Yes, you can go solar.

Support solar power with your power bill. Every month. No cost to join.

Only 11% of the Maryland power grid is clean energy. But when you join a local solar project, your power bill puts solar on the grid—and you help create a 100% clean energy future.

Go solar and get $75 Watch the video

Join these members in driving change.

I was looking into solar panels but was concerned, as a renter, what my landlord would say. As soon as I learned about Arcadia, I knew that this was going to be the easiest clean energy option for me.
Arcadia is a way to show up for a value of mine, which is to support alternative energy systems. It is a small part of what I can do to do better by my community, which feels really good.
Signing up for Arcadia was super easy — I was able to join a community solar project in my state in just one click. Plus, it’s really easy to use, and it’s clear for me as a consumer to understand what is going on.
Rhode Island

How it works, and saves you a little money

Arcadia is for anyone who wants clean energy at home and more solar on the local grid for everyone. It’s for renters and homeowners alike, whether you use a little electricity or a lot, with nothing to install or change about how much electricity you use or how you use it. There’s no cost to join.

  1. Sign up.

    When you sign up and connect your utility account, you join a share of a community solar project — a group of panels on farms, rooftops, and other large, open spaces. We'll use your historical energy use to allocate your share of the project. There's no cost to join.
  2. Say hello to clean.

    Your home’s electricity usage will now be covered with verified clean energy (via renewable energy certificates) from wind farms, while more solar energy gets added to your local grid for everyone. So every time you pay your electricity bill, you’re deciding what your dollars support.
  3. Save some money.

    Once your project’s built, your utility company will pay for the solar energy your share produces. You’ll keep 5% of it, and the other 95% goes directly back to the solar developers to keep their projects going.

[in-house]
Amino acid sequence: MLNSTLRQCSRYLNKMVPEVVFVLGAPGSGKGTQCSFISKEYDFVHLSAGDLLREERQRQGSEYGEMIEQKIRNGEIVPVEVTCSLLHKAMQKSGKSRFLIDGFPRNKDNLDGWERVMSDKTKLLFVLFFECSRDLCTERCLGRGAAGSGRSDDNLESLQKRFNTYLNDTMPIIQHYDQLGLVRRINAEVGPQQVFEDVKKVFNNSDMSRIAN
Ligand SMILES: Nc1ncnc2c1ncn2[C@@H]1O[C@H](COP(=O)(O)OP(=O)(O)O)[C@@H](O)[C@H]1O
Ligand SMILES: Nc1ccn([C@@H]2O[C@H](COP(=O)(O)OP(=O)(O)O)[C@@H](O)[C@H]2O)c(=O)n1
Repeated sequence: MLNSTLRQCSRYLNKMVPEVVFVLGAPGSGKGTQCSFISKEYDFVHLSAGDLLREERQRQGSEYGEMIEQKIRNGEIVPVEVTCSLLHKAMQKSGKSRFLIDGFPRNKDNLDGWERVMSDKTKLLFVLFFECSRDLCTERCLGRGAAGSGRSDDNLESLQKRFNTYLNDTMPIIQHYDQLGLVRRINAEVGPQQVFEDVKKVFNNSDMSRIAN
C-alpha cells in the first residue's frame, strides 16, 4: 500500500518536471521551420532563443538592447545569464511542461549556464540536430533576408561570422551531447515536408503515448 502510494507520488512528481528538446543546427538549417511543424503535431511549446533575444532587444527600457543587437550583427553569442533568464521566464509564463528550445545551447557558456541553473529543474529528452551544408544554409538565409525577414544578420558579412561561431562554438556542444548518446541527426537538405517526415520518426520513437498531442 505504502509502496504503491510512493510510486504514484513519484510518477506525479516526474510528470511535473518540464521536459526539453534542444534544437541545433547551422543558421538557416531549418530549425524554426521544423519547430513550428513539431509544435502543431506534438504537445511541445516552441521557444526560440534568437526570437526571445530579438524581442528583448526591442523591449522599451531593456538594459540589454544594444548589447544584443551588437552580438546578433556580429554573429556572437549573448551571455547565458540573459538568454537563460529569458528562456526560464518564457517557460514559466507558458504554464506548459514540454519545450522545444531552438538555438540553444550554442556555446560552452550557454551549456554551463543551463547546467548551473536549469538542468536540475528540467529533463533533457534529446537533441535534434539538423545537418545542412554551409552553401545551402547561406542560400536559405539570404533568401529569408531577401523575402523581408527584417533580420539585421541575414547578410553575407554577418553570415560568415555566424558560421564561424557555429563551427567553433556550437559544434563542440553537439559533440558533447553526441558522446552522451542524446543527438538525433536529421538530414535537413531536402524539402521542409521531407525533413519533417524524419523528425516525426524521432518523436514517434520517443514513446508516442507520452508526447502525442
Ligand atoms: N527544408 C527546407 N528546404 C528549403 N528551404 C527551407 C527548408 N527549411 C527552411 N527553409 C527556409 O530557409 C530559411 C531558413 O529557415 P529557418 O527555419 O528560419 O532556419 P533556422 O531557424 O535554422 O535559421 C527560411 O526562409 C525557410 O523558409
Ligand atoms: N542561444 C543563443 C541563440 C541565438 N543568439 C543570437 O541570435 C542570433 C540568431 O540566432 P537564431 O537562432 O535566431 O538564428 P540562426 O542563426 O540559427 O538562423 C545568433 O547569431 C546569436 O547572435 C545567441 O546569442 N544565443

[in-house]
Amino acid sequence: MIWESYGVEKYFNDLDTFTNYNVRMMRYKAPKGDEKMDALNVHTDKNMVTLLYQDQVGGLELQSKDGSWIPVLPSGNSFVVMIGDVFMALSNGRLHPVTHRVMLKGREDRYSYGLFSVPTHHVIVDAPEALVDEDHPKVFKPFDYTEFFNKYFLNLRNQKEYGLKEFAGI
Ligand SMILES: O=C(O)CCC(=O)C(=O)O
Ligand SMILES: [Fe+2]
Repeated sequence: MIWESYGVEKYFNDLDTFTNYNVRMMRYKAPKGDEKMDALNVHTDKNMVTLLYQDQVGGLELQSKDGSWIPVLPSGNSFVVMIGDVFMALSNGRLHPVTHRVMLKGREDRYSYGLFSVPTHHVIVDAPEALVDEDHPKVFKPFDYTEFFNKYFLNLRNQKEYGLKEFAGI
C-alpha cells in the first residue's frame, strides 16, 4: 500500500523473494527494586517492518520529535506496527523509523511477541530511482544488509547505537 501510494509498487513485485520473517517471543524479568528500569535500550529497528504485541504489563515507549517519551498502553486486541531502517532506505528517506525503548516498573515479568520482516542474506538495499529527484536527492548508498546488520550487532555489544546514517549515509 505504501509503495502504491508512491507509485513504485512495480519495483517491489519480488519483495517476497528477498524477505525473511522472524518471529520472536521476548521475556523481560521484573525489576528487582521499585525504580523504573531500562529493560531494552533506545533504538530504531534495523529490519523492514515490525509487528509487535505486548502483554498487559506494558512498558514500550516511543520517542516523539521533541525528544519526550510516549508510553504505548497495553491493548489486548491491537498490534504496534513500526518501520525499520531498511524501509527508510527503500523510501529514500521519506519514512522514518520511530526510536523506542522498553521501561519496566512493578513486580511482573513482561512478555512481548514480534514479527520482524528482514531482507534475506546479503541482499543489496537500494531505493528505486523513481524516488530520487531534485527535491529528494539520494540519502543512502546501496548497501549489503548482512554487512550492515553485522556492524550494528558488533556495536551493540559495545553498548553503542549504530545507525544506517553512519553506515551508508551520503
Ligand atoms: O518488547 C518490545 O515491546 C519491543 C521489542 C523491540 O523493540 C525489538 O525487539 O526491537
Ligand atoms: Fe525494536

4. Save Maryland from old energy sources.

    You’re doing your part to save Maryland from old, dirty energy. Homes here are 89% powered by old school sources like coal and gas — every single month.

With Arcadia, get clean energy with:

  • Nothing to install
  • No interruption in service
  • The same electricity company
  • The same electricity quality
  • Zero credit card fees
  • No-fuss cancellation any time
  • Dashboard to see your impact
  • Dedicated customer service

Projects being developed right now.

See the projects that are going to change Maryland’s grid by replacing dirty energy with solar energy.

Hanover Pike
Upperco, MD
The Hanover Pike project located in Upperco, MD is expected to produce about 3,368,871 kWh a year, serving 403 homes. That’s enough clean energy to drive 5,910,488 miles without a drop of fossil fuel.
Friendsville, MD
The Friendsville project located in Friendsville, MD is expected to produce about 4,246,690 kWh a year, serving 508 homes. That’s enough clean energy to drive 7,450,570 miles without a drop of fossil fuel.
Upper Marlboro I
Upper Marlboro, MD
The Upper Marlboro I project located in Upper Marlboro, MD is expected to produce about 3,622,908 kWh a year, serving 434 homes. That’s enough clean energy to drive 6,356,181 miles without a drop of fossil fuel.
Snow Hill, MD
The Gibbons project located in Snow Hill, MD is expected to produce about 4,036,574 kWh a year, serving 483 homes. That’s enough clean energy to drive 7,081,934 miles without a drop of fossil fuel.

Only 11% of the electricity you use is clean.

Join Arcadia to get 100% clean energy for your home and put good solar energy on your city’s power grid.


  1. Percent of power grid clean and non-renewable is from EPA’s Emission & Generation Resource Integrated Database - as per EGRID 2018 summary (epa.gov/egrid/egrid-summary-tables)
  2. Pounds of coal equal to average home’s power usage is from EPA’s carbon equivalency calculator (914 kWh/month average) (epa.gov/energy/greenhouse-gas-equivalencies-calculator)